Into the Abyss Review
If it’s not already obvious from the nature of his previous works, Werner Herzog makes it clear precisely where he stands in his latest documentary film right from the outset in his face-to-face meeting with a young man convicted of three murders, sitting on death row in a Texas penitentiary and facing the death by lethal injection in eight days time. He’s not there to try and help the young man secure a pardon, he’s not even necessarily searching for the truth, and he certainly doesn’t have to like the young man sitting in front of him behind a protective screen in a maximum security prison, but he is a human being and Herzog doesn’t believe any human being should be subjected to a practice as barbaric as the capital punishment. What really interests Herzog in this documentary feature however is the experience of staring into that abyss.
The humanitarian viewpoint and the nature of how men react to extreme experiences is of course characteristic of Herzog’s work as a director of feature films and documentaries, but this particular standpoint expressed in Into the Abyss will be evident – and even the wording will be familiar – for anyone watching Herzog’s documentary series, Death Row, currently being shown on UK television on Channel 4. In the series, similarly stating upfront that he’s not there to like his subjects or appeal on their behalf, Herzog interviews a number of inmates currently awaiting punishment on death row and looks into the history and details of their cases. The question of their guilt or innocence is left for the viewer to decide, or rather, in most cases the evidence seems relatively clear-cut, the judgement already made anyway by the court of law in Texas and sentence passed with little likelihood of it being commuted. Herzog’s real area of interest in the series then is in how each of the men feel about impending death and how they cope with this uncommon and unnatural experience.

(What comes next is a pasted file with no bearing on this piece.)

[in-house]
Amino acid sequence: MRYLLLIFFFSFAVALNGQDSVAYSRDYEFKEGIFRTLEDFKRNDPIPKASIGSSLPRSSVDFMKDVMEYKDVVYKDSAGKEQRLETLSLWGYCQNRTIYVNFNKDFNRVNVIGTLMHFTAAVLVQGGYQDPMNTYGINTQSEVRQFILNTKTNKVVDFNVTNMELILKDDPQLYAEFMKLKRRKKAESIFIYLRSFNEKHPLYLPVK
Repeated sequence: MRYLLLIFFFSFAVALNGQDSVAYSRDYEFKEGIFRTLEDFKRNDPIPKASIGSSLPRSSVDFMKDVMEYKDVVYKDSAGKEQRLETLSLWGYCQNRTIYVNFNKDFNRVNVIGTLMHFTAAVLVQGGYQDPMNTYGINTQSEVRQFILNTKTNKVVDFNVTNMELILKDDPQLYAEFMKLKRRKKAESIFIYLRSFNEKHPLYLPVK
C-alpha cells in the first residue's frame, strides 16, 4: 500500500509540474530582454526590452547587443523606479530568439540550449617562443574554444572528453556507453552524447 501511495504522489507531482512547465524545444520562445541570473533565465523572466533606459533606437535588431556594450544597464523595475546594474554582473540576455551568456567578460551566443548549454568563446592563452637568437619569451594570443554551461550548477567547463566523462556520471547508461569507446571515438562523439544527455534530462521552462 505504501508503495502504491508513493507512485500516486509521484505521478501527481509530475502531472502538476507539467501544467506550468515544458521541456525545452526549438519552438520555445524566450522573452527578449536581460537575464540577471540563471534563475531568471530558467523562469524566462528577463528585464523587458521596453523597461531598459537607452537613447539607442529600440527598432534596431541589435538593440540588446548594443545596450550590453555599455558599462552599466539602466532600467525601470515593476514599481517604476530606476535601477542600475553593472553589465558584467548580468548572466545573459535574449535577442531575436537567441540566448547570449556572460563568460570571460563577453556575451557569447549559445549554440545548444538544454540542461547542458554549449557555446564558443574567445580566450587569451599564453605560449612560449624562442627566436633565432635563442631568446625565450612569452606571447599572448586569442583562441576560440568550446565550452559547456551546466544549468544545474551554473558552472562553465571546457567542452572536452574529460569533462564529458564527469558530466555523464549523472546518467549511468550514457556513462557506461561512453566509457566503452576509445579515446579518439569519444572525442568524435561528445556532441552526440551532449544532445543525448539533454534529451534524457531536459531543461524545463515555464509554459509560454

While the process is familiar then, the actual purpose of the feature length subject derived from these encounters in Into the Abyss is somewhat different in the case of Michael Perry and Jason Burkett. These two young men, in their teens at the time of the crime back in October 2001, have been found guilty of the murder of a woman in her home, killed simply because Perry and Burkett wanted to steal and drive around in her car. In order to get into the gated community where she lived however, two other young men, one of them the son of the murdered woman, were also murdered by the pair. Using actual crime scene footage and interviewing the law enforcement officers involved in the investigation, Into the Abyss clearly highlights the disproportionate violence and needlessness of the murders for the theft of a car, but it’s a case nonetheless that seems no more horrifying in its senselessness than other crimes covered in his Death Row series.